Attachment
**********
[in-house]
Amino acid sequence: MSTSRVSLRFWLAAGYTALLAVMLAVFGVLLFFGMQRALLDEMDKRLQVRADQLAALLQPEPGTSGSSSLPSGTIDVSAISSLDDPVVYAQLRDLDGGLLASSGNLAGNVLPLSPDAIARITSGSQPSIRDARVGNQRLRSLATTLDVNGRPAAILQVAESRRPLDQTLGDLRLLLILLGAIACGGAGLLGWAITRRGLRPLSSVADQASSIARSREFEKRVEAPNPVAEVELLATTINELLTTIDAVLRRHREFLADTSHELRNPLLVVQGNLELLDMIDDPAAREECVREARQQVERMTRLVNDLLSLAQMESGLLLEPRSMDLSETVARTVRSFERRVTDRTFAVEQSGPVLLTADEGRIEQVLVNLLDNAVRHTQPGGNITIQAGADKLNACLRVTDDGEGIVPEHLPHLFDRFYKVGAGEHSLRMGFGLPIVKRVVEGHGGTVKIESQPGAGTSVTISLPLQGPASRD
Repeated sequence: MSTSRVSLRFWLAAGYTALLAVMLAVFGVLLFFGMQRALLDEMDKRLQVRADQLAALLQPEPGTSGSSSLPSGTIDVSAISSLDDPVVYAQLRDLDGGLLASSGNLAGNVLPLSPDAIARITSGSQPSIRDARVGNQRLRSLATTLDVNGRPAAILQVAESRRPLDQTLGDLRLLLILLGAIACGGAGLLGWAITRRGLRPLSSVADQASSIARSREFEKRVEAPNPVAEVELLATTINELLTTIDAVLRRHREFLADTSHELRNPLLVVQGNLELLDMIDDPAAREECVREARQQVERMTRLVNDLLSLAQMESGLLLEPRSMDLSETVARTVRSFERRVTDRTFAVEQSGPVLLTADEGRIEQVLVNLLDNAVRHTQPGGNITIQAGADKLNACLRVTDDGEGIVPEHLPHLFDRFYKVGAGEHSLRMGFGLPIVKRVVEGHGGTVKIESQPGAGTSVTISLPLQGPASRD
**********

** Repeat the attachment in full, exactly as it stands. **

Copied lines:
[in-house]
Amino acid sequence: MSTSRVSLRFWLAAGYTALLAVMLAVFGVLLFFGMQRALLDEMDKRLQVRADQLAALLQPEPGTSGSSSLPSGTIDVSAISSLDDPVVYAQLRDLDGGLLASSGNLAGNVLPLSPDAIARITSGSQPSIRDARVGNQRLRSLATTLDVNGRPAAILQVAESRRPLDQTLGDLRLLLILLGAIACGGAGLLGWAITRRGLRPLSSVADQASSIARSREFEKRVEAPNPVAEVELLATTINELLTTIDAVLRRHREFLADTSHELRNPLLVVQGNLELLDMIDDPAAREECVREARQQVERMTRLVNDLLSLAQMESGLLLEPRSMDLSETVARTVRSFERRVTDRTFAVEQSGPVLLTADEGRIEQVLVNLLDNAVRHTQPGGNITIQAGADKLNACLRVTDDGEGIVPEHLPHLFDRFYKVGAGEHSLRMGFGLPIVKRVVEGHGGTVKIESQPGAGTSVTISLPLQGPASRD
Repeated sequence: MSTSRVSLRFWLAAGYTALLAVMLAVFGVLLFFGMQRALLDEMDKRLQVRADQLAALLQPEPGTSGSSSLPSGTIDVSAISSLDDPVVYAQLRDLDGGLLASSGNLAGNVLPLSPDAIARITSGSQPSIRDARVGNQRLRSLATTLDVNGRPAAILQVAESRRPLDQTLGDLRLLLILLGAIACGGAGLLGWAITRRGLRPLSSVADQASSIARSREFEKRVEAPNPVAEVELLATTINELLTTIDAVLRRHREFLADTSHELRNPLLVVQGNLELLDMIDDPAAREECVREARQQVERMTRLVNDLLSLAQMESGLLLEPRSMDLSETVARTVRSFERRVTDRTFAVEQSGPVLLTADEGRIEQVLVNLLDNAVRHTQPGGNITIQAGADKLNACLRVTDDGEGIVPEHLPHLFDRFYKVGAGEHSLRMGFGLPIVKRVVEGHGGTVKIESQPGAGTSVTISLPLQGPASRD